The trans writer's work is full of porn-inspired misogyny
Pornography drips with misogyny. Teenage boys can easily find scenes of rape and sexual torture on their phones, changing the very idea of what constitutes “normal” sexual practices. It’s so nasty that you’d imagine prestigious institutions would run a mile from anyone who publicly enthuses about it. Not any more, evidently.
All a porn enthusiast has to do is link their habit with the magic word “transgender” and it is instantly transformed into something radical and progressive. It’s a form of cultural blindness so widespread that an author and academic who claims that violent porn persuaded him to “change” his sex has this week been awarded a Pulitzer Prize for literary criticism. “Sissy porn did make me trans,” Andrea Long Chu, formerly Andrew, once wrote.
Chu writes book reviews for the publications New York and Vulture. Whatever ideas there are about being female appear to come from pornography and popular culture, including an admission that transition was “for gossip and compliments, lipstick and mascara, for crying at the movies, for being someone’s girlfriend…”
Chu clearly has a very distorted idea of what being a woman is, conflating the idea with being passive and victimised in language so extreme that it’s distasteful to quote. The writer describes being a “sad, pretentious boy, furious about rape, hopelessly addicted to pornography”, which he would look at for hours in the bathroom while his girlfriend was asleep. Apologies to sensitive readers, but what Chu learned from this experience is that “getting fucked makes you female because fucked is what a female is”.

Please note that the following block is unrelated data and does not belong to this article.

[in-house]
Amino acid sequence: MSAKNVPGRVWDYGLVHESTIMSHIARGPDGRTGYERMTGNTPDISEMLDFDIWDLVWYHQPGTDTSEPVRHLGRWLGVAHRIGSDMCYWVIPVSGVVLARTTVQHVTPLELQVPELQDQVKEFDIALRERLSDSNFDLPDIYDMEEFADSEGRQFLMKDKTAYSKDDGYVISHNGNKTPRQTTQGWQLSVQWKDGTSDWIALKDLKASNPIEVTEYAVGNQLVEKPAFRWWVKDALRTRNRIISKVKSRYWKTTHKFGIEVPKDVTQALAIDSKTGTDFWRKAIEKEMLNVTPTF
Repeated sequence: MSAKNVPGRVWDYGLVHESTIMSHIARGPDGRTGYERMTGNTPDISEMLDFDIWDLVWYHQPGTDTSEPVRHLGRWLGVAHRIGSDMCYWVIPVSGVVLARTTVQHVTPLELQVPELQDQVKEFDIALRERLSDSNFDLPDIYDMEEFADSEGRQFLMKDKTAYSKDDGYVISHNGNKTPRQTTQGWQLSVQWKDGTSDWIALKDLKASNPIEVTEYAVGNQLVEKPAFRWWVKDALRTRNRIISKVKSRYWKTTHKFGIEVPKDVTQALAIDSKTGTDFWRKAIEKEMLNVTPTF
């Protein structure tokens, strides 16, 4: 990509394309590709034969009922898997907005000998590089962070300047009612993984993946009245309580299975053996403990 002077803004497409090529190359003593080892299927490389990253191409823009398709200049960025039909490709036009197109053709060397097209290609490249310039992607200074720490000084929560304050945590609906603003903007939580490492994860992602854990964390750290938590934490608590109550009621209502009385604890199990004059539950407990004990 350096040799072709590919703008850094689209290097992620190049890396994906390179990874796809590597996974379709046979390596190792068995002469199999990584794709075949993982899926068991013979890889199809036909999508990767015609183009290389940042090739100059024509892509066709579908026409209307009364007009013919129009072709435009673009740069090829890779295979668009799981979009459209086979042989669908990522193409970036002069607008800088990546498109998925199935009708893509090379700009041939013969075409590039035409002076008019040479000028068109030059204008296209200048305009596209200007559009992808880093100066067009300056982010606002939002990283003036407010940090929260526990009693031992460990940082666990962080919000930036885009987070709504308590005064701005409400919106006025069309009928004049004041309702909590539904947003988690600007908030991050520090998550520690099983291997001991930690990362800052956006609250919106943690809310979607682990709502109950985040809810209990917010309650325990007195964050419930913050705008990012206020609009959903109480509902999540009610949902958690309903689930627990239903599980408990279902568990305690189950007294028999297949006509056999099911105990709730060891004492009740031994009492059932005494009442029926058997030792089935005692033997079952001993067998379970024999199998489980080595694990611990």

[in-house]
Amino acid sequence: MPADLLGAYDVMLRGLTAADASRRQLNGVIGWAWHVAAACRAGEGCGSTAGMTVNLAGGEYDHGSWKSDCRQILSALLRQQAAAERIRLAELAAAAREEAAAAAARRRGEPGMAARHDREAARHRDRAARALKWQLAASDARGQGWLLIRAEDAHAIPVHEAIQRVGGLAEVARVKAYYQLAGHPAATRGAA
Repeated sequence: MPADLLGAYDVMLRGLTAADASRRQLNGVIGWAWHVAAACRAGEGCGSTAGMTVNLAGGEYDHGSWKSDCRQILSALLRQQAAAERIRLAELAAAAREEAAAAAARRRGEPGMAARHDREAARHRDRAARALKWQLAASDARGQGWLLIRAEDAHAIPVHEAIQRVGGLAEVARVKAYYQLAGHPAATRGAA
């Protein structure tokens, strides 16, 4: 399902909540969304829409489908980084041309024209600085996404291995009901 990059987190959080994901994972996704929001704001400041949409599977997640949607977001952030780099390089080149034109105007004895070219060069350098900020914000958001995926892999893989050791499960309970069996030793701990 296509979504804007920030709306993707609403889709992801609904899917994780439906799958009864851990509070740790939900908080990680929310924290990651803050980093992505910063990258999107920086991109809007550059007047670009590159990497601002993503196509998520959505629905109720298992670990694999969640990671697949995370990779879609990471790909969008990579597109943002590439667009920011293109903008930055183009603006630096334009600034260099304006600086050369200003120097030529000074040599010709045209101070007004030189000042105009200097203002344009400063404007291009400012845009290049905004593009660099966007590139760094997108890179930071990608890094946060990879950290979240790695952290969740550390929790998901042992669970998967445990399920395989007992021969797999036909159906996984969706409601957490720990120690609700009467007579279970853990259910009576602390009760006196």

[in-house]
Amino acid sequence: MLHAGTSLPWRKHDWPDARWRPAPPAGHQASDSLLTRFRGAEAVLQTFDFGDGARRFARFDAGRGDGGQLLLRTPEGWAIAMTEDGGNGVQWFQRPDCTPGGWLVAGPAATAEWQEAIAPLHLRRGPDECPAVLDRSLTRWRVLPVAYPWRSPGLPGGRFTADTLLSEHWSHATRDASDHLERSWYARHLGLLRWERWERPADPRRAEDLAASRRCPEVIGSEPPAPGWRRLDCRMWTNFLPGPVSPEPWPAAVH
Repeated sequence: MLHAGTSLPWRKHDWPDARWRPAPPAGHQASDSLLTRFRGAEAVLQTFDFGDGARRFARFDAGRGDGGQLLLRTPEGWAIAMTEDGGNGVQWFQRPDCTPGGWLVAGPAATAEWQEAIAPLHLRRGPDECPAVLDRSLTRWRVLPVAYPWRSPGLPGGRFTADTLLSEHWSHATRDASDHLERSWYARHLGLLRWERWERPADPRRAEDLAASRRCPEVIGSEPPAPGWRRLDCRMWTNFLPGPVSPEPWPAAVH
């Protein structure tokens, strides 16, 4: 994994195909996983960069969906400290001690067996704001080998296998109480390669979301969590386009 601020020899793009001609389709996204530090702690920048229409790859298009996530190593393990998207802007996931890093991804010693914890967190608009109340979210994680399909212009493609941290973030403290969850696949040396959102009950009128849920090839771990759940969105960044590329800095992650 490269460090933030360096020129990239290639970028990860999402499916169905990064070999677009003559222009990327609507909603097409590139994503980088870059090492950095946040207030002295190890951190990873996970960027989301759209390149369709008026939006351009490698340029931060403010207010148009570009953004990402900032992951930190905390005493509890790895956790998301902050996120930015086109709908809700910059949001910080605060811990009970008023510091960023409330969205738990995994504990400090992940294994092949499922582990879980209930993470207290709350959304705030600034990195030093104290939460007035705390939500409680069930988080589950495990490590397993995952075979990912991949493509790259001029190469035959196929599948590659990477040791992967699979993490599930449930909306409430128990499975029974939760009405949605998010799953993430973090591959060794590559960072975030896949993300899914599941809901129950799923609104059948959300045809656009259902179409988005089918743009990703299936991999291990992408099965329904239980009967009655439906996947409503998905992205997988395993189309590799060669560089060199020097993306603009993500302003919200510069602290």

Vulture describes Chu as having a “one-of-a-kind mind”, as well as “prose that swoops and soars like an Olympian”. Were they thinking of “Pornography is what it feels like when you think you have an object, but really the object has you. It is therefore a quintessential expression of femaleness.” Or perhaps it was when Chu described the anus as “a kind of universal vagina through which femaleness can always be accessed”?
Whatever is going on here, and it owes a great deal to the sub-genre known as “sissy porn”, it has nothing to do with actual women. Porn is a huge commercial operation that makes money by defining and controlling women’s bodies. It offers not just arousal but an ideology which integrates violence into sex, so much so that young women increasingly report demands for so-called “rough sex”, including strangulation.
It’s a perfect fit for the most extreme excesses of gender ideology, whose philosophy, like that of porn, is based on the idea of womanhood as performance. What they have in common is the idea that being female involves high heels, lipstick — and passivity. It exists in a universe far removed from the concerns of most women, including the threat of sexual and domestic violence that is a feature of many women’s everyday lives.
At one level, the awarding of a Pulitzer to a minor academic with a back catalogue of cringe-inducing utterances about women is just another example of an institution destroying its own reputation. But it also demonstrates the way in which gender ideology is destroying critical faculties, allowing misogyny into the mainstream in a prettified new costume.